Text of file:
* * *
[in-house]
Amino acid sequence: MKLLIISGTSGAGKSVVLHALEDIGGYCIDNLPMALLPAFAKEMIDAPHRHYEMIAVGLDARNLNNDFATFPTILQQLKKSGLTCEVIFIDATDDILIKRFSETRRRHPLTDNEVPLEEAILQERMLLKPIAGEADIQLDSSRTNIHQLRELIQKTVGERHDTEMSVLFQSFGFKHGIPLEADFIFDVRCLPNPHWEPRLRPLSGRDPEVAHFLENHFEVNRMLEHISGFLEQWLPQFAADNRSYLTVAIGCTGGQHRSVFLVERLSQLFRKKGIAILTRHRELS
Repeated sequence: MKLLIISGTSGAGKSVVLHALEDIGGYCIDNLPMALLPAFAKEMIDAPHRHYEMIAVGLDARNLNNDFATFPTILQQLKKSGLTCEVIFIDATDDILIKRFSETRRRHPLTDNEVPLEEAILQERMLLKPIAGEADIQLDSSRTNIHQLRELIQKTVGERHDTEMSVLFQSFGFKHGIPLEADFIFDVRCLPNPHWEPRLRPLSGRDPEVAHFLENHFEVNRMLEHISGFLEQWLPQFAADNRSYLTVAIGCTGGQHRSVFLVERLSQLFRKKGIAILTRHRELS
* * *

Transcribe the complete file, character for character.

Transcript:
[in-house]
Amino acid sequence: MKLLIISGTSGAGKSVVLHALEDIGGYCIDNLPMALLPAFAKEMIDAPHRHYEMIAVGLDARNLNNDFATFPTILQQLKKSGLTCEVIFIDATDDILIKRFSETRRRHPLTDNEVPLEEAILQERMLLKPIAGEADIQLDSSRTNIHQLRELIQKTVGERHDTEMSVLFQSFGFKHGIPLEADFIFDVRCLPNPHWEPRLRPLSGRDPEVAHFLENHFEVNRMLEHISGFLEQWLPQFAADNRSYLTVAIGCTGGQHRSVFLVERLSQLFRKKGIAILTRHRELS
Repeated sequence: MKLLIISGTSGAGKSVVLHALEDIGGYCIDNLPMALLPAFAKEMIDAPHRHYEMIAVGLDARNLNNDFATFPTILQQLKKSGLTCEVIFIDATDDILIKRFSETRRRHPLTDNEVPLEEAILQERMLLKPIAGEADIQLDSSRTNIHQLRELIQKTVGERHDTEMSVLFQSFGFKHGIPLEADFIFDVRCLPNPHWEPRLRPLSGRDPEVAHFLENHFEVNRMLEHISGFLEQWLPQFAADNRSYLTVAIGCTGGQHRSVFLVERLSQLFRKKGIAILTRHRELS